VANCOUVER — Sitting in his office overlooking Thunderbird Stadium on Tuesday morning, Blake Nill afforded himself a solitary moment to take a deep breath.
These days, you can’t take anything for granted.
In the midst of the global pandemic, and with its Canada West season already long cancelled, UBC’s veteran head football coach had worked towards Tuesday as the program’s first day of on-field workouts.
After all, if blue-and-gold football Saturdays were being shelved for the first time in 76 years, at least there was a way to keep team culture invested by hitting the practice field.
Instead, the ongoing U.S. wildfire situation, which has created some of the worst air-quality conditions on the planet, continued to envelope the west coast, thus forcing Nill, his coaches and a hearty contingent of players to cool their cleats for yet another day.
“Since March, I thought that the likelihood was that we were not going to play, and so I have been focusing our players on school and individual training,” began Nill, who like coaches across the continent has learned that hope can be so easily crushed.
“The reality is that in the best-case scenarios we are probably not going to play against other schools for a year, so it would be incredible if we could get some semblance of spring football,” he continued of being potentially able to gather for something approaching an actual camp environment after the winter frost subsides. “I just want to be able to make sure that whenever we are able to get our group back on the field that we are ready physically, mentally and cognitively in terms of our systems.”
It is with that wide-angle view of UBC football that Nill made a key team decision in advance of this unprecedented 2020 campaign, one which will see classes at his school conducted on-line through the fall and winter semesters.
“The world has changed a lot in the last three decades that I have been a head coach,” began Nill, who has coached teams to eight Vanier Cup finals, and has won three national titles, including the most recent in 2015 at UBC. “A head coach is now not only responsible for a young man hitting his academic potential and his football potential, but for also being a part of the financial strategy for he and his family.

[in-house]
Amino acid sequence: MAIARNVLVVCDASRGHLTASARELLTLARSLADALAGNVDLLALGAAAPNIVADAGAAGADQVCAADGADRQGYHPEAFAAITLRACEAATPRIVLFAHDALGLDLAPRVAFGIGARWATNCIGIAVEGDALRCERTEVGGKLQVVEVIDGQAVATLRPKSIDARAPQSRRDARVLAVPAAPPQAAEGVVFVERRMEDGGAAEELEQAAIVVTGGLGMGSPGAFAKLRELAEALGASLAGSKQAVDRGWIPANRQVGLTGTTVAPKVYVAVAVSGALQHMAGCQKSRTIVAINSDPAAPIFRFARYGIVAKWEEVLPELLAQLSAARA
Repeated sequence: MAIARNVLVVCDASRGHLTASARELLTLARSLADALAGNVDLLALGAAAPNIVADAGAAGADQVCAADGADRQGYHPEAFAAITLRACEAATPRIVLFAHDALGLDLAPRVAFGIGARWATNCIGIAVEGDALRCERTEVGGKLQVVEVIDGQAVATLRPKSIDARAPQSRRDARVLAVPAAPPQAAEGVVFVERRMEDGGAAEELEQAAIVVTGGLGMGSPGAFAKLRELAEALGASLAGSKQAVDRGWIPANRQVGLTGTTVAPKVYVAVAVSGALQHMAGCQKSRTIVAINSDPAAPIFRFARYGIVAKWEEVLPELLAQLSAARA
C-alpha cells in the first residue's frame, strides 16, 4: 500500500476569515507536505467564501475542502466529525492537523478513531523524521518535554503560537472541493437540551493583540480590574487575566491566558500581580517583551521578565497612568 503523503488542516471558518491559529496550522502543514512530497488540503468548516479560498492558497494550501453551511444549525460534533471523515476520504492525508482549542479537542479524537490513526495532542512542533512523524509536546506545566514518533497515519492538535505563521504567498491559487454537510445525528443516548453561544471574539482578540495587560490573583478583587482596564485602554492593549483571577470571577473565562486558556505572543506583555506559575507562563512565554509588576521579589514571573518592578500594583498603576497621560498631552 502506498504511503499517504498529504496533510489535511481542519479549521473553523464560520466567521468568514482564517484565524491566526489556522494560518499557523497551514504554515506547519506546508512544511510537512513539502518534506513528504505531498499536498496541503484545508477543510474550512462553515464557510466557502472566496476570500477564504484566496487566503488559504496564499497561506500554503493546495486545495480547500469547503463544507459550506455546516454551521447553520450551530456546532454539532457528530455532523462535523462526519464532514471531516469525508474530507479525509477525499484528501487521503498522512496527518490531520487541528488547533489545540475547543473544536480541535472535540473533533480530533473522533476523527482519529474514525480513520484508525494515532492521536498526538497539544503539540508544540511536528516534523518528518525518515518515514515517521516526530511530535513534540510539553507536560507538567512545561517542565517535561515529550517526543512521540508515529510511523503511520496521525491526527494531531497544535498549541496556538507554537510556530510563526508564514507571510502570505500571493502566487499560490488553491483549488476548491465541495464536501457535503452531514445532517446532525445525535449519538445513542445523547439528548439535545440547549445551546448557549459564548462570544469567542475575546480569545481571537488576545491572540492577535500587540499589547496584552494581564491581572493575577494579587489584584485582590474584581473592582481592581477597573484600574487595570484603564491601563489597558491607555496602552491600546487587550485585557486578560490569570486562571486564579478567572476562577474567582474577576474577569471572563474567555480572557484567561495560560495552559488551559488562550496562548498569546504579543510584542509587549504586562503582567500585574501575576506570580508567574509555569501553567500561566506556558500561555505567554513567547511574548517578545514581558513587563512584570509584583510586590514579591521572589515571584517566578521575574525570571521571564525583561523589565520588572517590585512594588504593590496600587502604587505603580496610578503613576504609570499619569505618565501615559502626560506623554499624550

“I told all of my players that we’re not playing (games), so you can save some money and stay home,” continued Nill who stressed that each and every player on the UBC roster will continue to have his scholarship honoured by the school. “Why would you tell a kid from Montreal or Ottawa to come out here to take on-line courses? Right now, let’s apply a little more thought into the financial implications.”
With all of that, the head coach said that approximately 45 of the team’s 90 players are in town and able to attend workouts when conditions are right.
“In the second term, if we are able to train full-time in a gym, at that point I might potentially encourage (the other players) to campus,” added Nill.
Of course, among the 45 players ready to take part in workout sessions, most are local. There are, however, some from the U.S. and eastern Canada.
One of UBC’s in-province veterans, third-year receiver Lliam Wishart, says that while he and his teammates are doing all they can to keep team culture thriving, it’s challenging to replicate the impact of something as traditionally unifying as a fall camp.
“It’s two-to-three weeks of hard, gruelling work, but you all go through it together,” said Wishart, the Kamloops-Valleyview grad who is back in Vancouver.
“It’s hot, the days are long, you have a lot of meetings, you eat every meal together… it’s so important because we all go through the same grind every day. You create the bond, the brotherhood. At the end of it, you’re all exhausted but when you get to the other side, you are ready for the season.”
Wishart has been able to play some catch with his roommate, UBC quarterback Tommy Yanchuk, but for the most part, the team has done what most others have done, and that is gathering at a central location via their laptop screens for virtual Zoom meetings.
Huge ‘Homecoming Game’ crowds in mid-September were starting to become the norm on the Point Grey campus, and the football team had truly begun to connect with the student body.
Now, the hope is that a spring football camp, complete with competitive drills and scrimmages, is the next step on the road back to genuine Canada West football games a year from now.
For his part, Wishart doesn’t hesitate when asked what that would mean.
“Every fall when the football season comes around, there is such nostalgia to it,” he begins. “The season is so short, and then you have to wait another nine-or-10 months. After everything we’ve been through, if we get to play football in the spring at camp, that would be amazing.”
Indeed, a real breath of fresh air.
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